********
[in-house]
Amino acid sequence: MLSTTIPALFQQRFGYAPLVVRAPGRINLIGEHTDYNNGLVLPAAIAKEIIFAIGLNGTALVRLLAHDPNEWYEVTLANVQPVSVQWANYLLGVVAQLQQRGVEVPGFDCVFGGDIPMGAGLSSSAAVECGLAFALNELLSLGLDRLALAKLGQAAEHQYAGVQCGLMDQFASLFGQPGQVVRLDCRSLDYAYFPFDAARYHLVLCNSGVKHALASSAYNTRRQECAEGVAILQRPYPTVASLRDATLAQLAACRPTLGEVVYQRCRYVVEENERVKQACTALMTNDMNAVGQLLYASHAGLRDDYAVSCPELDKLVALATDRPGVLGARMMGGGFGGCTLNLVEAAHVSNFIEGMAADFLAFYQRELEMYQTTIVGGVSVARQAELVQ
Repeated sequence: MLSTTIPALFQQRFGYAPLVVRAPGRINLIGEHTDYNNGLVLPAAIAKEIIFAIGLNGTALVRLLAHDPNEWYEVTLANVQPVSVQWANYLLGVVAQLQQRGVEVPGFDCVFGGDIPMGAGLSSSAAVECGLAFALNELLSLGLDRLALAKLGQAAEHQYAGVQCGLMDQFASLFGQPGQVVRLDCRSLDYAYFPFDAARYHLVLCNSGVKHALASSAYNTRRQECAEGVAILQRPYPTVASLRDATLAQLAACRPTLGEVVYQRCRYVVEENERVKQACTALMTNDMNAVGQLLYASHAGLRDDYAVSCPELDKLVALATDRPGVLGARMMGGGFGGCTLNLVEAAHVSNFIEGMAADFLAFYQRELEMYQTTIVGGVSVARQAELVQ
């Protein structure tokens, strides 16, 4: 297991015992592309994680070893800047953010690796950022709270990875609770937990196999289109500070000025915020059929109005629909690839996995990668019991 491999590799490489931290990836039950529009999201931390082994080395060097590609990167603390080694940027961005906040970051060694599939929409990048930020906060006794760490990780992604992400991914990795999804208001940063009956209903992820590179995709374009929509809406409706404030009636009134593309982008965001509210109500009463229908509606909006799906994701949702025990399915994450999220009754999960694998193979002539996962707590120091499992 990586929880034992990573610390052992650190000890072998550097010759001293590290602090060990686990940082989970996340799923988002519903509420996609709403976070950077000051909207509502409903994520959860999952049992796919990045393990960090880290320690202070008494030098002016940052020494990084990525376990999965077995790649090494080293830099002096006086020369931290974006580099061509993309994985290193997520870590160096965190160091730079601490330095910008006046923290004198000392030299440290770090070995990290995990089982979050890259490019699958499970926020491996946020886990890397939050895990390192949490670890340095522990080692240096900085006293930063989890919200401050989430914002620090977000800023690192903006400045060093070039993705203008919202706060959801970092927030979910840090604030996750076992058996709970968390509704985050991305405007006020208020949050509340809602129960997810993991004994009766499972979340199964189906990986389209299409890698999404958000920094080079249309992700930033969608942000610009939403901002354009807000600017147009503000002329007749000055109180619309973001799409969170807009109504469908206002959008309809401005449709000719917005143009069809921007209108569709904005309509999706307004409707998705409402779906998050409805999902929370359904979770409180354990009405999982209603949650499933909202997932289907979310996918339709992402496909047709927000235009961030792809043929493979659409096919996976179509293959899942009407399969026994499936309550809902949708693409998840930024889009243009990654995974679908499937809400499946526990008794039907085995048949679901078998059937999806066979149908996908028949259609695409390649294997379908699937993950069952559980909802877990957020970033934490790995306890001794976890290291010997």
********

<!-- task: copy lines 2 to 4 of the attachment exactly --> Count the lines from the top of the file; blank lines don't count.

Amino acid sequence: MLSTTIPALFQQRFGYAPLVVRAPGRINLIGEHTDYNNGLVLPAAIAKEIIFAIGLNGTALVRLLAHDPNEWYEVTLANVQPVSVQWANYLLGVVAQLQQRGVEVPGFDCVFGGDIPMGAGLSSSAAVECGLAFALNELLSLGLDRLALAKLGQAAEHQYAGVQCGLMDQFASLFGQPGQVVRLDCRSLDYAYFPFDAARYHLVLCNSGVKHALASSAYNTRRQECAEGVAILQRPYPTVASLRDATLAQLAACRPTLGEVVYQRCRYVVEENERVKQACTALMTNDMNAVGQLLYASHAGLRDDYAVSCPELDKLVALATDRPGVLGARMMGGGFGGCTLNLVEAAHVSNFIEGMAADFLAFYQRELEMYQTTIVGGVSVARQAELVQ
Repeated sequence: MLSTTIPALFQQRFGYAPLVVRAPGRINLIGEHTDYNNGLVLPAAIAKEIIFAIGLNGTALVRLLAHDPNEWYEVTLANVQPVSVQWANYLLGVVAQLQQRGVEVPGFDCVFGGDIPMGAGLSSSAAVECGLAFALNELLSLGLDRLALAKLGQAAEHQYAGVQCGLMDQFASLFGQPGQVVRLDCRSLDYAYFPFDAARYHLVLCNSGVKHALASSAYNTRRQECAEGVAILQRPYPTVASLRDATLAQLAACRPTLGEVVYQRCRYVVEENERVKQACTALMTNDMNAVGQLLYASHAGLRDDYAVSCPELDKLVALATDRPGVLGARMMGGGFGGCTLNLVEAAHVSNFIEGMAADFLAFYQRELEMYQTTIVGGVSVARQAELVQ
């Protein structure tokens, strides 16, 4: 297991015992592309994680070893800047953010690796950022709270990875609770937990196999289109500070000025915020059929109005629909690839996995990668019991 491999590799490489931290990836039950529009999201931390082994080395060097590609990167603390080694940027961005906040970051060694599939929409990048930020906060006794760490990780992604992400991914990795999804208001940063009956209903992820590179995709374009929509809406409706404030009636009134593309982008965001509210109500009463229908509606909006799906994701949702025990399915994450999220009754999960694998193979002539996962707590120091499992 990586929880034992990573610390052992650190000890072998550097010759001293590290602090060990686990940082989970996340799923988002519903509420996609709403976070950077000051909207509502409903994520959860999952049992796919990045393990960090880290320690202070008494030098002016940052020494990084990525376990999965077995790649090494080293830099002096006086020369931290974006580099061509993309994985290193997520870590160096965190160091730079601490330095910008006046923290004198000392030299440290770090070995990290995990089982979050890259490019699958499970926020491996946020886990890397939050895990390192949490670890340095522990080692240096900085006293930063989890919200401050989430914002620090977000800023690192903006400045060093070039993705203008919202706060959801970092927030979910840090604030996750076992058996709970968390509704985050991305405007006020208020949050509340809602129960997810993991004994009766499972979340199964189906990986389209299409890698999404958000920094080079249309992700930033969608942000610009939403901002354009807000600017147009503000002329007749000055109180619309973001799409969170807009109504469908206002959008309809401005449709000719917005143009069809921007209108569709904005309509999706307004409707998705409402779906998050409805999902929370359904979770409180354990009405999982209603949650499933909202997932289907979310996918339709992402496909047709927000235009961030792809043929493979659409096919996976179509293959899942009407399969026994499936309550809902949708693409998840930024889009243009990654995974679908499937809400499946526990008794039907085995048949679901078998059937999806066979149908996908028949259609695409390649294997379908699937993950069952559980909802877990957020970033934490790995306890001794976890290291010997």